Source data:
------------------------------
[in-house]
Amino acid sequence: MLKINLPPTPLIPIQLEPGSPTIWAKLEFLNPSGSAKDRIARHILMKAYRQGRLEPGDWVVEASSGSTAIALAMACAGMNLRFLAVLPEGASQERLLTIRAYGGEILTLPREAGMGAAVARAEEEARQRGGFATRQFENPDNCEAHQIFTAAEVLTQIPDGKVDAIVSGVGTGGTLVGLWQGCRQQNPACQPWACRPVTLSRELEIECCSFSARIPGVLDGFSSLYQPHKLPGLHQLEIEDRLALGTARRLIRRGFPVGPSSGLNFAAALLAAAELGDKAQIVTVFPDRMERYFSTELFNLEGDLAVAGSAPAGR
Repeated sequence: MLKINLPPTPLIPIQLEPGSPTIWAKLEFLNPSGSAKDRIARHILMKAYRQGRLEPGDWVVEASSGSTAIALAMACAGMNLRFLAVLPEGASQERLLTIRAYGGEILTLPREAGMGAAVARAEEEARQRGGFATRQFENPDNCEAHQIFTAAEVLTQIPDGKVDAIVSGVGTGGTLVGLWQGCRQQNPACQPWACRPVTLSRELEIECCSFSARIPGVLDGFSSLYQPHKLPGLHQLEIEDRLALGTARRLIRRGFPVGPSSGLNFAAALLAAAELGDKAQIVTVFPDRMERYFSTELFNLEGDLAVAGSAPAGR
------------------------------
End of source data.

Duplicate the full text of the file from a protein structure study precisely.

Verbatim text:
[in-house]
Amino acid sequence: MLKINLPPTPLIPIQLEPGSPTIWAKLEFLNPSGSAKDRIARHILMKAYRQGRLEPGDWVVEASSGSTAIALAMACAGMNLRFLAVLPEGASQERLLTIRAYGGEILTLPREAGMGAAVARAEEEARQRGGFATRQFENPDNCEAHQIFTAAEVLTQIPDGKVDAIVSGVGTGGTLVGLWQGCRQQNPACQPWACRPVTLSRELEIECCSFSARIPGVLDGFSSLYQPHKLPGLHQLEIEDRLALGTARRLIRRGFPVGPSSGLNFAAALLAAAELGDKAQIVTVFPDRMERYFSTELFNLEGDLAVAGSAPAGR
Repeated sequence: MLKINLPPTPLIPIQLEPGSPTIWAKLEFLNPSGSAKDRIARHILMKAYRQGRLEPGDWVVEASSGSTAIALAMACAGMNLRFLAVLPEGASQERLLTIRAYGGEILTLPREAGMGAAVARAEEEARQRGGFATRQFENPDNCEAHQIFTAAEVLTQIPDGKVDAIVSGVGTGGTLVGLWQGCRQQNPACQPWACRPVTLSRELEIECCSFSARIPGVLDGFSSLYQPHKLPGLHQLEIEDRLALGTARRLIRRGFPVGPSSGLNFAAALLAAAELGDKAQIVTVFPDRMERYFSTELFNLEGDLAVAGSAPAGR